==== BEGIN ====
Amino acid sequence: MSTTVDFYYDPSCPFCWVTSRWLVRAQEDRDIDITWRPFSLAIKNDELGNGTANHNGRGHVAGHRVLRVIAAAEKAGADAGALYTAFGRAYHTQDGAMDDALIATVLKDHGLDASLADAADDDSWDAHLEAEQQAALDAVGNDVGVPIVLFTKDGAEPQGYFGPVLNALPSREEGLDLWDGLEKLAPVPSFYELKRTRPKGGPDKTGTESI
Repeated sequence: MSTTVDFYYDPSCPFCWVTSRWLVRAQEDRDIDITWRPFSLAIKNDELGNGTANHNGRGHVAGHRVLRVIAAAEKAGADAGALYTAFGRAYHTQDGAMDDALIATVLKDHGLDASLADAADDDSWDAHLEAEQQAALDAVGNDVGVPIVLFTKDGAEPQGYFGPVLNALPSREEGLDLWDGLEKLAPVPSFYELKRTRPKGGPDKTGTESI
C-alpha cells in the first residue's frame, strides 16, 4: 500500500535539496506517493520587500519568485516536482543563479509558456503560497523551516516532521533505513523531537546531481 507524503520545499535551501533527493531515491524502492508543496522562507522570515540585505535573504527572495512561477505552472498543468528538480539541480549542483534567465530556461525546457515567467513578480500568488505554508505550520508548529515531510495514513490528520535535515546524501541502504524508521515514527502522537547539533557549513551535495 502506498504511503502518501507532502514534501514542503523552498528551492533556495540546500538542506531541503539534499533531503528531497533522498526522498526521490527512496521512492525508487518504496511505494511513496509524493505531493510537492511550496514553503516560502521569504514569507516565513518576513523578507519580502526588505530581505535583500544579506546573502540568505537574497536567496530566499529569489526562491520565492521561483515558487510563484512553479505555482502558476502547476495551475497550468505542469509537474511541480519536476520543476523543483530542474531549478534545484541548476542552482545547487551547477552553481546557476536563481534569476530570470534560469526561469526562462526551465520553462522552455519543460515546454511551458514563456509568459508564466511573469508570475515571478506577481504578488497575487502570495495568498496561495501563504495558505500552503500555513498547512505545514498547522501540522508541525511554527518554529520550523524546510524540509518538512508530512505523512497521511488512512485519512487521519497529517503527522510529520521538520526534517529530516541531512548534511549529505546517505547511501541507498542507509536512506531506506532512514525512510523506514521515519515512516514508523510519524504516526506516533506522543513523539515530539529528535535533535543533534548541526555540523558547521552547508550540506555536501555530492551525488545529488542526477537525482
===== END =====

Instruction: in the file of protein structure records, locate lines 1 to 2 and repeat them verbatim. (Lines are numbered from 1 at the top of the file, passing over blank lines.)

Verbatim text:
Amino acid sequence: MSTTVDFYYDPSCPFCWVTSRWLVRAQEDRDIDITWRPFSLAIKNDELGNGTANHNGRGHVAGHRVLRVIAAAEKAGADAGALYTAFGRAYHTQDGAMDDALIATVLKDHGLDASLADAADDDSWDAHLEAEQQAALDAVGNDVGVPIVLFTKDGAEPQGYFGPVLNALPSREEGLDLWDGLEKLAPVPSFYELKRTRPKGGPDKTGTESI
Repeated sequence: MSTTVDFYYDPSCPFCWVTSRWLVRAQEDRDIDITWRPFSLAIKNDELGNGTANHNGRGHVAGHRVLRVIAAAEKAGADAGALYTAFGRAYHTQDGAMDDALIATVLKDHGLDASLADAADDDSWDAHLEAEQQAALDAVGNDVGVPIVLFTKDGAEPQGYFGPVLNALPSREEGLDLWDGLEKLAPVPSFYELKRTRPKGGPDKTGTESI